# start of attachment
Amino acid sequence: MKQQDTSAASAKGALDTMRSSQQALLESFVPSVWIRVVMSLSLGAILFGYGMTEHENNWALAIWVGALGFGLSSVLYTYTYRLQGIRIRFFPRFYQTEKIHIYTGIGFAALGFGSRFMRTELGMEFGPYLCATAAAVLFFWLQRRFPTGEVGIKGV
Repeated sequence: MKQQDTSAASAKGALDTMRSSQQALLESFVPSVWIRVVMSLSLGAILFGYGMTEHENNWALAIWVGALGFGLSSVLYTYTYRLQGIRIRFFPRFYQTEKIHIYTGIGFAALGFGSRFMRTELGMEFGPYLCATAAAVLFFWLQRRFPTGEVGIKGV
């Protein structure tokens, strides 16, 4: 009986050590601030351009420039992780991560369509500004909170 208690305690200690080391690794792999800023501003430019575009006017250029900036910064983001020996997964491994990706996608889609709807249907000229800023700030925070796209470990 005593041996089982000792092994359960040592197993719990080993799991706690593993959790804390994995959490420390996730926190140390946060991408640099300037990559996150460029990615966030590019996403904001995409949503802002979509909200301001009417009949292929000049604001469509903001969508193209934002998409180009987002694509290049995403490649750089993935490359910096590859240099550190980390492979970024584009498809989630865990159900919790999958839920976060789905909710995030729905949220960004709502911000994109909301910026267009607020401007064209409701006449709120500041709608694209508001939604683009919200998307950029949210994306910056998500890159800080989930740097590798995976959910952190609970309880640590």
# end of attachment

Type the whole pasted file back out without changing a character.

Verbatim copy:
Amino acid sequence: MKQQDTSAASAKGALDTMRSSQQALLESFVPSVWIRVVMSLSLGAILFGYGMTEHENNWALAIWVGALGFGLSSVLYTYTYRLQGIRIRFFPRFYQTEKIHIYTGIGFAALGFGSRFMRTELGMEFGPYLCATAAAVLFFWLQRRFPTGEVGIKGV
Repeated sequence: MKQQDTSAASAKGALDTMRSSQQALLESFVPSVWIRVVMSLSLGAILFGYGMTEHENNWALAIWVGALGFGLSSVLYTYTYRLQGIRIRFFPRFYQTEKIHIYTGIGFAALGFGSRFMRTELGMEFGPYLCATAAAVLFFWLQRRFPTGEVGIKGV
């Protein structure tokens, strides 16, 4: 009986050590601030351009420039992780991560369509500004909170 208690305690200690080391690794792999800023501003430019575009006017250029900036910064983001020996997964491994990706996608889609709807249907000229800023700030925070796209470990 005593041996089982000792092994359960040592197993719990080993799991706690593993959790804390994995959490420390996730926190140390946060991408640099300037990559996150460029990615966030590019996403904001995409949503802002979509909200301001009417009949292929000049604001469509903001969508193209934002998409180009987002694509290049995403490649750089993935490359910096590859240099550190980390492979970024584009498809989630865990159900919790999958839920976060789905909710995030729905949220960004709502911000994109909301910026267009607020401007064209409701006449709120500041709608694209508001939604683009919200998307950029949210994306910056998500890159800080989930740097590798995976959910952190609970309880640590």